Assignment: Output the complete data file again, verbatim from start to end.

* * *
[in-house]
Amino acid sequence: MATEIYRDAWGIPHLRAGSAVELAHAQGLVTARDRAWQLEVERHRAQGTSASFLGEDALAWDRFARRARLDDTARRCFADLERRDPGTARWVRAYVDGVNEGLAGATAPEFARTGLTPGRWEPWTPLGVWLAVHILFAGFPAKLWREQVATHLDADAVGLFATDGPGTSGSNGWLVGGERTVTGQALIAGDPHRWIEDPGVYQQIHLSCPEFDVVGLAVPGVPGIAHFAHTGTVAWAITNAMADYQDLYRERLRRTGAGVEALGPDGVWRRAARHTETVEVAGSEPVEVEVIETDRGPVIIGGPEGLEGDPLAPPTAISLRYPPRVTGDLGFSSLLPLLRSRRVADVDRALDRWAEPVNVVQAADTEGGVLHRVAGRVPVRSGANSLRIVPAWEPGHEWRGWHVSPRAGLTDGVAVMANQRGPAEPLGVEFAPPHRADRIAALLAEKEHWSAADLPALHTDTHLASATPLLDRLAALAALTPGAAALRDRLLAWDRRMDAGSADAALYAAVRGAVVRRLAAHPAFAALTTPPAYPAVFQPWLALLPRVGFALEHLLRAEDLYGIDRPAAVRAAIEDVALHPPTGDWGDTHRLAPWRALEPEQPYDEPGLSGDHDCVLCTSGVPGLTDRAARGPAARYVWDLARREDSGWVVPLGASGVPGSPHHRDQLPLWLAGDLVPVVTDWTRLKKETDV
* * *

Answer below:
[in-house]
Amino acid sequence: MATEIYRDAWGIPHLRAGSAVELAHAQGLVTARDRAWQLEVERHRAQGTSASFLGEDALAWDRFARRARLDDTARRCFADLERRDPGTARWVRAYVDGVNEGLAGATAPEFARTGLTPGRWEPWTPLGVWLAVHILFAGFPAKLWREQVATHLDADAVGLFATDGPGTSGSNGWLVGGERTVTGQALIAGDPHRWIEDPGVYQQIHLSCPEFDVVGLAVPGVPGIAHFAHTGTVAWAITNAMADYQDLYRERLRRTGAGVEALGPDGVWRRAARHTETVEVAGSEPVEVEVIETDRGPVIIGGPEGLEGDPLAPPTAISLRYPPRVTGDLGFSSLLPLLRSRRVADVDRALDRWAEPVNVVQAADTEGGVLHRVAGRVPVRSGANSLRIVPAWEPGHEWRGWHVSPRAGLTDGVAVMANQRGPAEPLGVEFAPPHRADRIAALLAEKEHWSAADLPALHTDTHLASATPLLDRLAALAALTPGAAALRDRLLAWDRRMDAGSADAALYAAVRGAVVRRLAAHPAFAALTTPPAYPAVFQPWLALLPRVGFALEHLLRAEDLYGIDRPAAVRAAIEDVALHPPTGDWGDTHRLAPWRALEPEQPYDEPGLSGDHDCVLCTSGVPGLTDRAARGPAARYVWDLARREDSGWVVPLGASGVPGSPHHRDQLPLWLAGDLVPVVTDWTRLKKETDV